I'm of the belief that you're not truly a writer until you've been dumped for shouting "I'm working!" at a loved one through a door as you stare at an empty page one time too many. Writing is work.
I won't bore you with the old chestnut that writing is 10% inspiration and 90% perspiration, because you've heard it before. But it is true.
I know that writing is several kinds of work. From planning it out to developing characters to revising and editing to ruthless self-examination to god-knows-what the next script will demand of me. Few jobs require as many different skills as writing does. And I'm not even counting the business end here.
Writing is work. Writing wears you out. Writing builds muscles. Writing is The Man. Some days you need a few beers and burgers just to feel normal again afterward. I've done every imaginable job from Fedex courier to cab driver to teacher to manager to waiter at snotty, understaffed restaurants. Writing is the hardest.
So don't look at me funny when I tell you that writing is play.
Writing is play. Writing has to be play. To wit:
You can plan a screenplay to within an inch of its life. I mean this. While you must plan out your script if you hope to get anywhere, you can also kill a script by overplanning it. Where's the balance?
I know I've hit the limit on planning when I stop finding toys to play with. I plan to increase my enjoyment. I plan to find scenes I want to write and characters that will surprise me. I plan to take a trip that I want to take. I plan ahead. I plan to be surprised. I plan to be happy.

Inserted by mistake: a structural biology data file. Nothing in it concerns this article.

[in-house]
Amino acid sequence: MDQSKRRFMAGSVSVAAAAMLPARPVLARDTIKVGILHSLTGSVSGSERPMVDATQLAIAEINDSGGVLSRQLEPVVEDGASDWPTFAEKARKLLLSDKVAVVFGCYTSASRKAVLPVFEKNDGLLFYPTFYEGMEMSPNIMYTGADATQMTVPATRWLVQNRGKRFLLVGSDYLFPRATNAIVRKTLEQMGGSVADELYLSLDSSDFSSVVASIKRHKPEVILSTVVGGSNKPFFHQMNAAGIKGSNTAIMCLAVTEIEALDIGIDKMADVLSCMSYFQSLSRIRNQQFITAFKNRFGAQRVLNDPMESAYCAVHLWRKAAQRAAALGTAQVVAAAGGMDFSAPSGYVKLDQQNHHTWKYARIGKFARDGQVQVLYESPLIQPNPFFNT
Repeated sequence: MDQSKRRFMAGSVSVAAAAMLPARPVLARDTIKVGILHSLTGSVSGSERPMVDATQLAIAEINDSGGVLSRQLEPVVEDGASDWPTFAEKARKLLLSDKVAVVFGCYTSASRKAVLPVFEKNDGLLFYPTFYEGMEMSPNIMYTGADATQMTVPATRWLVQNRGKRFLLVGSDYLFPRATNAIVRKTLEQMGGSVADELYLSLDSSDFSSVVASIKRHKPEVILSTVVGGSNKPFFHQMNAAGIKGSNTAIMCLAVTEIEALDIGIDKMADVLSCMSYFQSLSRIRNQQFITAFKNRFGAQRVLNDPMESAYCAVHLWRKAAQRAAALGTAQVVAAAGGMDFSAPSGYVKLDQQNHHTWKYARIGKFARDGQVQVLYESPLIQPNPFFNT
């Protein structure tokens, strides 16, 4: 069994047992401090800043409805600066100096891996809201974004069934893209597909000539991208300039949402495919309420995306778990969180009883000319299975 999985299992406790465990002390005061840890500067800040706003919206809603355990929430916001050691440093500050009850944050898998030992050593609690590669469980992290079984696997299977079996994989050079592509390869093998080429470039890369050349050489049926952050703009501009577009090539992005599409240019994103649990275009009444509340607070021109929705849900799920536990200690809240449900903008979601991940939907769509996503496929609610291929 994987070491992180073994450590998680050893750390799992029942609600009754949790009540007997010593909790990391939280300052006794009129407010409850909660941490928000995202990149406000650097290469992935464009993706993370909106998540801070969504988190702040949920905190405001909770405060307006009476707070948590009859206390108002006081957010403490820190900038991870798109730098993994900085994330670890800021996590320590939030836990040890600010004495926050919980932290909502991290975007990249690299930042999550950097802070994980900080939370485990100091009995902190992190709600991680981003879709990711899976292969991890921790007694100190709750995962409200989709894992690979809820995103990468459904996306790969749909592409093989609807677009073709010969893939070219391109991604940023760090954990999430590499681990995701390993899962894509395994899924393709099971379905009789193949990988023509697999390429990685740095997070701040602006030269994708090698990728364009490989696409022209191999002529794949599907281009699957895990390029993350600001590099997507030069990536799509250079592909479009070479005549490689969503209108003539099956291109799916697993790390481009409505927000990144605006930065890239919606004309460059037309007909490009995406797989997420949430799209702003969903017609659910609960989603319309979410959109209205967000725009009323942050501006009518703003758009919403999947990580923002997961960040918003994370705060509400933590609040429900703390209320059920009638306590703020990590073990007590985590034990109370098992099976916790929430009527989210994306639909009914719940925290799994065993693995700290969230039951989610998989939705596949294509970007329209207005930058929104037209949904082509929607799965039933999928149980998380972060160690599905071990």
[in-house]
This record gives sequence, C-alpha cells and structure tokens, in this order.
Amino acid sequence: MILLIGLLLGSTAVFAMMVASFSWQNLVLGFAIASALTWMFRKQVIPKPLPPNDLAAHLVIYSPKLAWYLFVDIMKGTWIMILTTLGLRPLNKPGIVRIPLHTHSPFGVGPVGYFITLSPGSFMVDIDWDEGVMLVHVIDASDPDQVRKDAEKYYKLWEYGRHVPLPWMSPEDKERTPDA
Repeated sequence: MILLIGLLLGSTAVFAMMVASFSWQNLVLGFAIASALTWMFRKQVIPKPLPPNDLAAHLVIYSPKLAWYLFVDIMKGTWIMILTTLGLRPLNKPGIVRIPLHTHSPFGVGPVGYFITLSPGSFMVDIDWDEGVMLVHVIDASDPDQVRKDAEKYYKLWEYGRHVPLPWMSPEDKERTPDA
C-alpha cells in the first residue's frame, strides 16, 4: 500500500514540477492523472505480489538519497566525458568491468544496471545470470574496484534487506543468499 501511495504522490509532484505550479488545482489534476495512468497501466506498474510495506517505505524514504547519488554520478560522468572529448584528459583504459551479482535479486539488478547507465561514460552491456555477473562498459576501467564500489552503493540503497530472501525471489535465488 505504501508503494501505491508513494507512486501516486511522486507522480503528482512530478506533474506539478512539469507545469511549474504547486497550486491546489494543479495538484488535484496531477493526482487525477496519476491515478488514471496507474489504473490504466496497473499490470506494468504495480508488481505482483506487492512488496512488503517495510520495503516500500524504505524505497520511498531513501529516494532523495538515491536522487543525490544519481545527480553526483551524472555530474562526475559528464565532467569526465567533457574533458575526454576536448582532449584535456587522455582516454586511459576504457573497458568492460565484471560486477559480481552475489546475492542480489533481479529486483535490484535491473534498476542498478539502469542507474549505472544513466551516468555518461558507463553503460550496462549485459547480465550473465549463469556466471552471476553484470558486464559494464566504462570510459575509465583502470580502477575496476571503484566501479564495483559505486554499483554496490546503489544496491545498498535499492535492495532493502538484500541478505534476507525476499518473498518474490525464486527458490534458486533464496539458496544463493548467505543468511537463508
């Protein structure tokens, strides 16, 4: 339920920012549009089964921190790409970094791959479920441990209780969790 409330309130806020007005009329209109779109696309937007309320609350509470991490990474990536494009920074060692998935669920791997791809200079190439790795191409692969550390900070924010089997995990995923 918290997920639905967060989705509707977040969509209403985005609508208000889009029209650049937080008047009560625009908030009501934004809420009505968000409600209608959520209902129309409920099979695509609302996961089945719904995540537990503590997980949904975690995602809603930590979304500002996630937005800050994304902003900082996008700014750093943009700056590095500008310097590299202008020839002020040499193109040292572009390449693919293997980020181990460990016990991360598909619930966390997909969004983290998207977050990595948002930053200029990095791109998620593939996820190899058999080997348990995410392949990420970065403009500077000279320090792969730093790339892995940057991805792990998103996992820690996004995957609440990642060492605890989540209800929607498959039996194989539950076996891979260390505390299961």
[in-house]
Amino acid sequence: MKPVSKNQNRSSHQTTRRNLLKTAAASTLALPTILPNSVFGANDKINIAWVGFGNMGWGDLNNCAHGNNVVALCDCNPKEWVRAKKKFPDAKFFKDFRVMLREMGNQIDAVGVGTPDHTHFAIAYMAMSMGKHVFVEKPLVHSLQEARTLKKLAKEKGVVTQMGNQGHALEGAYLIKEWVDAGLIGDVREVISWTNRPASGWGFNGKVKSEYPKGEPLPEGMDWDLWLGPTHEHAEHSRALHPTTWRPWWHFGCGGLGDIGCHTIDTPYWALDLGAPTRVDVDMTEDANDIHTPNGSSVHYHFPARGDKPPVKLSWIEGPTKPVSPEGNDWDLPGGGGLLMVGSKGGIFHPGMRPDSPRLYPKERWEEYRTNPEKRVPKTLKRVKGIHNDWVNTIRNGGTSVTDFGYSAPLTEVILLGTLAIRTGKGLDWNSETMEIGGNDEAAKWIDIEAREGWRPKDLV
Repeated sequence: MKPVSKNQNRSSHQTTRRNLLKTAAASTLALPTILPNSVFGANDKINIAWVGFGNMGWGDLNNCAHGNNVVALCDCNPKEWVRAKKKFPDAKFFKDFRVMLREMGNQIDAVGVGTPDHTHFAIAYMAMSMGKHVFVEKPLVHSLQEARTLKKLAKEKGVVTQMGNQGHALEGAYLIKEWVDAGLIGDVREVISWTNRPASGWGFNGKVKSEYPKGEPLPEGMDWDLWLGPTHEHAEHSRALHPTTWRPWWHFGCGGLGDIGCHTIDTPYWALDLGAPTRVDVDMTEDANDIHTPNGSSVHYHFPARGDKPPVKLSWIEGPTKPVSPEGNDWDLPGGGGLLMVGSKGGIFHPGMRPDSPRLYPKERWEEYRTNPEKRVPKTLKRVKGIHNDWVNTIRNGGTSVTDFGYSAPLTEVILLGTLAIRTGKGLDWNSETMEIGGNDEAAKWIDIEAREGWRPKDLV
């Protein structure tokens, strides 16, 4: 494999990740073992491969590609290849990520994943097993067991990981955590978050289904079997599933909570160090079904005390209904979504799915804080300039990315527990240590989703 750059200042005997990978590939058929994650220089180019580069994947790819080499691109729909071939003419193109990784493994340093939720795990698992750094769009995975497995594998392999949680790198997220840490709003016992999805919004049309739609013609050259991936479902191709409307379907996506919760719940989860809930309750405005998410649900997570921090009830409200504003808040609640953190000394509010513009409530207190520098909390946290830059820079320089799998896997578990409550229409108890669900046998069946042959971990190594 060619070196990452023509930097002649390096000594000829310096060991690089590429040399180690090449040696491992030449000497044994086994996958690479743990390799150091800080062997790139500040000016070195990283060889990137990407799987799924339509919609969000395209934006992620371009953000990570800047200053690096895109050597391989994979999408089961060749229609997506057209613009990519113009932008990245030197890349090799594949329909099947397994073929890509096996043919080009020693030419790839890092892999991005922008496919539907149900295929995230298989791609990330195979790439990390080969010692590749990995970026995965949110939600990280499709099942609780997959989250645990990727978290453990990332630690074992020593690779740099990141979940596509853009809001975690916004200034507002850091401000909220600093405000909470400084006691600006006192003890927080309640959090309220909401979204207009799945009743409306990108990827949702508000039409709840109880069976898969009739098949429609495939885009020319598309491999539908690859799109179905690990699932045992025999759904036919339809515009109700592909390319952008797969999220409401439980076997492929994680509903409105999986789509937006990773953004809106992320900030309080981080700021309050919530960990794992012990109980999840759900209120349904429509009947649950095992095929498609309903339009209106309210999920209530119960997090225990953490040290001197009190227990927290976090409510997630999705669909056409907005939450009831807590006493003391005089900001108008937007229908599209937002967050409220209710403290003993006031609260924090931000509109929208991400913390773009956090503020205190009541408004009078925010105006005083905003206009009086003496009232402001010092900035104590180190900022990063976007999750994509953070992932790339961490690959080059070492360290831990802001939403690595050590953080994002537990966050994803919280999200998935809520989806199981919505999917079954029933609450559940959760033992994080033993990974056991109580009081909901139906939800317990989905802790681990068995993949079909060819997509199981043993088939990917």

I used to plan for careful symmetry. I used to plan for Syd Field. I used to plan for meaning, for significance, for something literary.
Now I plan to tell stories. In a shockingly straightforward kind of way, that's all most storytellers really want to do.
Last night I was watching The Seventh Seal. For those of you not familiar with Ingmar Bergman's opus, it's the story of a crusader's return to a Sweden ravaged by the Black Death. I didn't actually choose to watch it. The boyfriend wanted to, and it seemed like a reasonable alternative to the unbearable pathos that Brooke Knows Best inevitably brings on.
What caught me up was the scene where the traveling band of actors is singing this very silly song about sheep laying eggs and hens meowing while Death goes for a walk on the beach. Off behind the stage, the actor who plays Death is busy seducing an entirely willing milkmaid. And I realized just how much fun Bergman -- yes, Bergman -- must have gotten from putting this all together. The Seventh Seal stopped being something you're supposed to watch. Something very heavy became very light.
How do you apply something like this to the work you've got in front of you?
I was coaching a student on building climaxes before the all-too-numerous act breaks in a Movie of the Week script the other day. It's one of those things that seems terribly complex until you get the hang of it. (Then it's a bit too boring/restrictive for words). And I remember back -- way, way back -- to when I was a grad student, and a friend visited me from the Soviet Union. He'd never seen a commercial in his life.
We were watching a movie of the week. He didn't speak English, and I was providing a kind of running translation. Just as we reached the first act break, the movie of course went to commercial. What? "What the $%^$?! Who is this woman on the TV? And why is she having an orgasm folding her laundry?!" How could anyone do something so mean-spirited, so tricky, so evil as to build the tension then try to sell you detergent?
I still don't have a good answer to those questions. But I don't think I could write an MOW without thinking of him.